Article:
Bridport is a vibrant and colourful town set amongst the West Dorset hills. Made famous as the location for Channel Four’s ‘Return to River Cottage’ series with Hugh Fearnley-Whittingstall, Bridport is one of West Dorset’s most welcoming towns and is an ideal place to browse and shop.
Bridport’s History & Heritage
Dating from the 9th and 10th centuries, Bridport stands at the point where the rivers Brit and Asker meet. In the early 13th century, Bridport had become the country’s most important rope making centre. This was followed by net making, and it was upon these two industries that the town’s fame and fortune was built.
Things To See in Bridport Dorset
Use this map of Bridport and the descriptions provided below to guide you around the main points of interest in Bridport.
The Chantry (1) dates from the late 13th or early 14th century and is the oldest secular building in Bridport. In 1368, it was endowed as a chantry – the home of a priest – and in the attic there was a pigeon loft used to provide fresh meat to supplement the priest’s diet and income. The Chantry is not open to the public.
Further along South Street is the Parish Church of St Mary. Features of interest inside include the 700-year-old stone effigy of a recumbent knight, the ensign of HMS Bridport and the coat of arms of Queen Victoria’s father, the Duke of Kent. The coat of arms commemorates the resting of the Duke’s coffin whilst en route to Windsor after his death in Sidmouth. There is also a brass plaque commemorating the skirmish outside The Bull Hotel in East Street during the Monmouth Rebellion of 1685. The obelisk to Dr Roberts can also be seen in the churchyard. The church is open to visitors from 9am to 6pm daily, or dusk if earlier.
Bridport Museum (2) has seasonal opening times. Inside you can marvel at the objects left by the Roman army at nearby Waddon Hill, try on a Roman toga and discover the story behind a Bridport medicine that turned out to be a deadly poison. Follow the development of Bridport’s rope and net making industries and find out the meaning of the saying ‘to be stabbed by a Bridport Dagger’. Test your sense of smell and see if you can recognise the aromas of products that played an important part in Bridport’s history.
The Borough Gardens (3) are opposite Bucky Doo Square, a curiously named square that forms the focal point of the town. In the centre of the square is a magnificent carved centrepiece in Portland and Purbeck stone by local stone mason Karl Dixon.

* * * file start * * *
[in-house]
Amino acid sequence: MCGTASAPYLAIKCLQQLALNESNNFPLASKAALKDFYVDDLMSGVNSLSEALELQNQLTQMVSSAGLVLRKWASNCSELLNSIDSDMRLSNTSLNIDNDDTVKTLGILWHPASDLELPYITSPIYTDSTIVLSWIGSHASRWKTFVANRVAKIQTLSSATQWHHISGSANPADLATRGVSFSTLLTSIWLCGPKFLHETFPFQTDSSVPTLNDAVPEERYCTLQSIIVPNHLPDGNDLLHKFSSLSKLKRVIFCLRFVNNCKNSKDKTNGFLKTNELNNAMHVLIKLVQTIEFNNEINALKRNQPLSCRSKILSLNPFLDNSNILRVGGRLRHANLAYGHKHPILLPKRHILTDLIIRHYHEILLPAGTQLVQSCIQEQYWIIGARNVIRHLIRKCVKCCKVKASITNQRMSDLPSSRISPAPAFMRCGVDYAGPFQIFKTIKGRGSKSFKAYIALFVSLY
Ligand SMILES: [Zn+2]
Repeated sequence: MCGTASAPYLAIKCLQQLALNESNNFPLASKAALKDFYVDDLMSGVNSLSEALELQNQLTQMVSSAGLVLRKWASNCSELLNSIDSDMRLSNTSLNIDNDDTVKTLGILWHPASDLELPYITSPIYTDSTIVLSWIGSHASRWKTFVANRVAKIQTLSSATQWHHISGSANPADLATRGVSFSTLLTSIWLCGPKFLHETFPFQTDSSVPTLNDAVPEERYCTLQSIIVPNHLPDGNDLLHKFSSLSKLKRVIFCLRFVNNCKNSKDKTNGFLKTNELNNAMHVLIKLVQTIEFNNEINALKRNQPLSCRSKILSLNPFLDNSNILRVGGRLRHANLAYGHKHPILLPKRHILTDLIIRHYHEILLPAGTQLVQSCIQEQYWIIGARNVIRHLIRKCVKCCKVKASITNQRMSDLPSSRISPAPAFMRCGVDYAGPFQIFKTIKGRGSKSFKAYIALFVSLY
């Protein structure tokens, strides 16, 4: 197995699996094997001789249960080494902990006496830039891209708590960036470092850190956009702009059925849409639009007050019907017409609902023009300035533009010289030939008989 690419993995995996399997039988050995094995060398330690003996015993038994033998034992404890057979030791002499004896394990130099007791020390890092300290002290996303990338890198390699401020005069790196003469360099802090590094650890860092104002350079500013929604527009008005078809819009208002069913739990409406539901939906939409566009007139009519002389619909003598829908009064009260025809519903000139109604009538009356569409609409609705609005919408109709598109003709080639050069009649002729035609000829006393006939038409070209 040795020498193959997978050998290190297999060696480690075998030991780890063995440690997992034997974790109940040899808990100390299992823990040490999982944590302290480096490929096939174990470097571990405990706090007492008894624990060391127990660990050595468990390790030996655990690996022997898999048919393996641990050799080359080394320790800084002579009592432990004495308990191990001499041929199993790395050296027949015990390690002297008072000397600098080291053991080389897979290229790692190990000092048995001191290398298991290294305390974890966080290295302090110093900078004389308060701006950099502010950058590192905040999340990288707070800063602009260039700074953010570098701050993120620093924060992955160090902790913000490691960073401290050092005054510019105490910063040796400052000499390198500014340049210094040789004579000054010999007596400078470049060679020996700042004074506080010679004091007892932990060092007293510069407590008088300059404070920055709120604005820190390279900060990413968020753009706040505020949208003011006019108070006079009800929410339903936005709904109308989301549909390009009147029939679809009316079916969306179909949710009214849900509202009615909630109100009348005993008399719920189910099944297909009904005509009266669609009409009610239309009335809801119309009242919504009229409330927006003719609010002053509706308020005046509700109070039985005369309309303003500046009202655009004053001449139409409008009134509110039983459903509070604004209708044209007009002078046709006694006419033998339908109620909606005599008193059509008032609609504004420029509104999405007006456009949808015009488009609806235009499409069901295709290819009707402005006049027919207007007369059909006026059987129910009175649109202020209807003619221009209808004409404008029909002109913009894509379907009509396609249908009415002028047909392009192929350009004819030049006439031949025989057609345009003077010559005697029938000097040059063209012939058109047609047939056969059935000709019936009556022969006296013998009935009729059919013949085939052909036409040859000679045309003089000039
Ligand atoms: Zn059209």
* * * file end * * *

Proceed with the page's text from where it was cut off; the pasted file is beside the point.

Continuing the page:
Off Bucky Doo Square is Bridport Arts Centre (4), which was formerly a Wesleyan Methodist Chapel with architecture dating from 1838. The Arts Centre always has a full programme of activities.
At the convergence of South, East and West Streets stands the imposing Town Hall building, which dates from 1786. The building is on the site of an earlier chapel and was originally designed to accommodate butchers’ stalls on the ground floor under open arches. It was later used to house the town’s fire engine.
Proceeding down East Street, you come to The Greyhound, a former coaching inn. There has been a tavern on the site of The Greyhound since the 14th century and it has been called The Greyhound since the 17th century. Further along is The Bull Hotel, which was a 16th century coaching inn. In 1685, the Duke of Monmouth’s forces attacked the King’s militia in Bridport. Colonel Venner was shot and wounded from the now bricked-up window of The Bull Hotel.
Across the road is the Chapel in the Garden, which dates from 1794 and which is tucked away at the end of a garden. Walking back up East Street towards the Town Hall you will see a shop with distinctive bow windows. The shop stands on the site of the Old George Inn, where Charles II was said to have taken a meal before fleeing from the Parliamentarians up Lee Lane to safety. Later, in 1804, it became a pharmacy set up by a local man, Dr Giles Roberts. Dr Roberts became famous for inventing the ointment known as ‘the poor man’s friend’, a general cure for all.
Along West Street, just before West Bridge, stands the red brick building known as West Mill. It is a late 19th century flour mill on the site of a 15th century hemp boiling mill. Where West Street becomes West Allington is R J Balson & Son, which is reputed to be England’s oldest family butcher.
Palmers Brewery in Bridport
Palmers Brewery is one of the few traditional breweries left in Britain. Take a tour to see how traditional ale is brewed, sample the famed ales and receive a souvenir certificate of your visit. Guided tours are seasonal and should be booked through the Palmers Wine Store. Call 01308 427500 for more information.
BRIDPORT HOLIDAY FACT FILE
Map of Bridport
Download a free map of Bridport town centre (PDF, 301 kB) to help you find your way around the town.
Bridport Tourist Information Centre
47 South Street, Bridport, Dorset DT6 3NY
Tel: 01308 424901
Email: [email protected]
How to reach Bridport by public transport
Motorway services from London and the North now make West Dorset easily accessible by road and there are regular coach services from most parts of the country. There are also main line train services to Dorchester and Axminster with coach and taxi services available at these stations. A comprehensive local bus service also operates from Bridport across Dorset and further afield.